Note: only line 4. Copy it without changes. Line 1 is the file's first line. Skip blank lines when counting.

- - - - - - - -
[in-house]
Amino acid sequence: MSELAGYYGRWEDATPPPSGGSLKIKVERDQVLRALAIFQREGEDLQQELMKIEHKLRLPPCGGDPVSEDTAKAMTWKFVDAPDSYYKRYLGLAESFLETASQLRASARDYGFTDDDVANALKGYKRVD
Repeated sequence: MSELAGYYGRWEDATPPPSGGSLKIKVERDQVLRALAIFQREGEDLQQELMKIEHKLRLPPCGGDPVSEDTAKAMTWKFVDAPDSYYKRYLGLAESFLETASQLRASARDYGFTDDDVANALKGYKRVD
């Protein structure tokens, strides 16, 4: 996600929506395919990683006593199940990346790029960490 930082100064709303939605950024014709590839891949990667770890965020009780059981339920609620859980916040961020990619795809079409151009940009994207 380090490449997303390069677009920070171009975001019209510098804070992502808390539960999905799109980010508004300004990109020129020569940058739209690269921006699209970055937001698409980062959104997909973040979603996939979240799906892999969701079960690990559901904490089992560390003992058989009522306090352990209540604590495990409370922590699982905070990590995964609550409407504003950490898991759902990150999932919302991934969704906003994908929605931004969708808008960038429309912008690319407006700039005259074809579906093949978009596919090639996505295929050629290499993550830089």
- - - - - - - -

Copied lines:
């Protein structure tokens, strides 16, 4: 996600929506395919990683006593199940990346790029960490 930082100064709303939605950024014709590839891949990667770890965020009780059981339920609620859980916040961020990619795809079409151009940009994207 380090490449997303390069677009920070171009975001019209510098804070992502808390539960999905799109980010508004300004990109020129020569940058739209690269921006699209970055937001698409980062959104997909973040979603996939979240799906892999969701079960690990559901904490089992560390003992058989009522306090352990209540604590495990409370922590699982905070990590995964609550409407504003950490898991759902990150999932919302991934969704906003994908929605931004969708808008960038429309912008690319407006700039005259074809579906093949978009596919090639996505295929050629290499993550830089």